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Short Communication: Assessing Estimates of HIV Incidence with a Recent Infection Testing Algorithm That Includes Viral Load Testing and Exposure to Antiretroviral Therapy



Short Communication: Assessing Estimates of HIV Incidence with a Recent Infection Testing Algorithm That Includes Viral Load Testing and Exposure to Antiretroviral Therapy



Aids Research and Human Retroviruses 34(10): 863-866



A recent infection testing algorithm (RITA) that includes a test for recent HIV infection and a viral load (VL) test is the recommended strategy to estimate national HIV incidence, reducing false-recent misclassification to <1%. The inclusion of information on exposure to antiretroviral therapy (ART), as a supplement to VL testing, could improve RITA performance by further lowering false-recent misclassification of true long-term infection. In 2012, Kenya and South Africa conducted national population-based surveys that collected information on HIV recency (i.e., HIV antibody seroconversion, on average, in the past 130 days) using the Limiting Antigen avidity (LAg-Avidity) enzyme immunoassay, HIV RNA levels, and ART exposure among HIV-infected respondents aged 15-49 years. In Kenya, ART exposure was defined as testing positive for one or more antiretroviral (ARV) drugs using high-performance liquid chromatography coupled with tandem mass spectrometry, and, if not ARV-positive, self-reporting a history of ART exposure. In South Africa, ART exposure was defined as testing ARV-positive. Two RITA strategies were compared: RITA #1 defined recent infection as testing LAg-Avidity-recent with unsuppressed VL (HIV RNA ≥1,000 copies/ml), and RITA #2 defined recent infection as testing LAg-Avidity-recent with unsuppressed VL and, if unsuppressed, having no ART exposure. RITA-derived incidence among persons aged 15-49 years in Kenya was 0.9% on RITA #1 and 0.8% on RITA #2. In South Africa, RITA-derived incidence was 2.2% on RITA #1 and 1.7% on RITA #2. Among specimens testing recent with unsuppressed VL in Kenya and South Africa, 16.0% and 19.7% had evidence of ART exposure, respectively. Although the performance of a VL- and ART-based RITA was encouraging, additional research is needed across HIV-1 subtypes and subpopulations to calibrate and validate this algorithm.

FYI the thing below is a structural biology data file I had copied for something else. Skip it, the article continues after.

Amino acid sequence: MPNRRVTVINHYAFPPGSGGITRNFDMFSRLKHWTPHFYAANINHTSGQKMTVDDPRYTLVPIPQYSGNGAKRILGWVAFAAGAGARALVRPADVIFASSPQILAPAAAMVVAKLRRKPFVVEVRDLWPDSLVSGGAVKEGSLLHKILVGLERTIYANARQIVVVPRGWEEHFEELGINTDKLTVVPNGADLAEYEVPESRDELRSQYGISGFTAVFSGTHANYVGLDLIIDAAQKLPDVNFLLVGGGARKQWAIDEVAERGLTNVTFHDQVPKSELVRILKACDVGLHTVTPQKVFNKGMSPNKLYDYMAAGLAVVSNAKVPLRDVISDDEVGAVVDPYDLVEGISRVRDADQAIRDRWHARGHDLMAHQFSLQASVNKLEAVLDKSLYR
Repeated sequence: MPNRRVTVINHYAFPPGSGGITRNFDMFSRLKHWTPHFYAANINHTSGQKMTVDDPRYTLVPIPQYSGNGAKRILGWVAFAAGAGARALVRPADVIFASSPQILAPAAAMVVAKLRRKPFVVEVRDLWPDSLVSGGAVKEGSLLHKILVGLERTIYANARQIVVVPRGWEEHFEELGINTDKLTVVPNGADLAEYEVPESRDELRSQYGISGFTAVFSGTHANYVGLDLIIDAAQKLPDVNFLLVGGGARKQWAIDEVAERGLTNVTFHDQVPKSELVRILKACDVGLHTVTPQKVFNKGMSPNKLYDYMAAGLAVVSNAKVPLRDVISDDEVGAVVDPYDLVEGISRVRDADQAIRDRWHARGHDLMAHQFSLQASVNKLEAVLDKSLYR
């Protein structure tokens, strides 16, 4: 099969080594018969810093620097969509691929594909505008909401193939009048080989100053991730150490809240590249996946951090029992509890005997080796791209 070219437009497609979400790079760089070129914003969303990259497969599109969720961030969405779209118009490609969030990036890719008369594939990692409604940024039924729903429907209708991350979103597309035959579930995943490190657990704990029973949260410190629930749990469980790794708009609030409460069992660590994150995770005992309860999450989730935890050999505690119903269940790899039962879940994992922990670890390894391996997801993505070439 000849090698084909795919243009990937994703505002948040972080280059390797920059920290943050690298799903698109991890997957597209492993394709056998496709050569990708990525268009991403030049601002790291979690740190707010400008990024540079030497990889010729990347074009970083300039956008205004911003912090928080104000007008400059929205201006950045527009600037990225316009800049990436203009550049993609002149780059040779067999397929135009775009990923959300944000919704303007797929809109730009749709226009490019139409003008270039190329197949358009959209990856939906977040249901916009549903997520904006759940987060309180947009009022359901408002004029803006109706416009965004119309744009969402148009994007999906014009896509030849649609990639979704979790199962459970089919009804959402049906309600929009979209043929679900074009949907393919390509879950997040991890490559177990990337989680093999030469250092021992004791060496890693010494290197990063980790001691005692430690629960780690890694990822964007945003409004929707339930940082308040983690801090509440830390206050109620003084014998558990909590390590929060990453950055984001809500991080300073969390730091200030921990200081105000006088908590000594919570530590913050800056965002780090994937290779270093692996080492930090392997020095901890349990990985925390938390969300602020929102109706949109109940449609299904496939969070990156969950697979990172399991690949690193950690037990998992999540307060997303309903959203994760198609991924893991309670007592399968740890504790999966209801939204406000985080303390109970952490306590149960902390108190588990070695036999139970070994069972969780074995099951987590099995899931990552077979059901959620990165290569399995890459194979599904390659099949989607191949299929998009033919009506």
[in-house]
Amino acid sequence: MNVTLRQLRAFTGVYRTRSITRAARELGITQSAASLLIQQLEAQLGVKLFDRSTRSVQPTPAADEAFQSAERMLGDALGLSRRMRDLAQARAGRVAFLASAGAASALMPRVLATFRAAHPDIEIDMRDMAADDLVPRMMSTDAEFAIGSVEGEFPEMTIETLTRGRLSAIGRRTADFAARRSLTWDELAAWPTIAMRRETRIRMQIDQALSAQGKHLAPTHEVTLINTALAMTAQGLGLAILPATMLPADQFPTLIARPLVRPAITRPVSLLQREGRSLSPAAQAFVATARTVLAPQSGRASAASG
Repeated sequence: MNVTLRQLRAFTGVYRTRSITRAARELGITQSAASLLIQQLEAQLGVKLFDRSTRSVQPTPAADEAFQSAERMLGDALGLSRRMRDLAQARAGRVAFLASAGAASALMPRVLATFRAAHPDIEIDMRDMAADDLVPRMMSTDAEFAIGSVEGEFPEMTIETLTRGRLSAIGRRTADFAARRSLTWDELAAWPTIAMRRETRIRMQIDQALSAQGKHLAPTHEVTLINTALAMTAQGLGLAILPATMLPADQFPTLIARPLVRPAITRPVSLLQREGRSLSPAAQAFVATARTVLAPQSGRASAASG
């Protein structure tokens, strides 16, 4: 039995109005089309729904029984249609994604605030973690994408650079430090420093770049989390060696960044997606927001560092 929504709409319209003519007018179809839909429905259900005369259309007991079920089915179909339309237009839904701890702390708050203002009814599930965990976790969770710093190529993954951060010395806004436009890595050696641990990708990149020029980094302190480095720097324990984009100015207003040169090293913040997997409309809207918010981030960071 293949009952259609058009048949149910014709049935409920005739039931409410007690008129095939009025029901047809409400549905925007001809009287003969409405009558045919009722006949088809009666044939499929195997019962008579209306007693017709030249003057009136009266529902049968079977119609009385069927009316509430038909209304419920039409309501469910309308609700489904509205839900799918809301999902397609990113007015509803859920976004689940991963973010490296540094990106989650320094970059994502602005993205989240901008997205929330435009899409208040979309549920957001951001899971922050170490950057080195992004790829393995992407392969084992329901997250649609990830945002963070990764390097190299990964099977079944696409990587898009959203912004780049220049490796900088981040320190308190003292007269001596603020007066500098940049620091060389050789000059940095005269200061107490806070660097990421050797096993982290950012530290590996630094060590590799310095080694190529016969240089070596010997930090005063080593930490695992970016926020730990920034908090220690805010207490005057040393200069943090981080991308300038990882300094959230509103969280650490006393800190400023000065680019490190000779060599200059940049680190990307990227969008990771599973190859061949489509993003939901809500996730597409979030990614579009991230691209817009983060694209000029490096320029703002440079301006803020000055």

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Accession: 050196094

Download citation: RISBibTeXText

PMID: 29926735

DOI: 10.1089/aid.2017.0316


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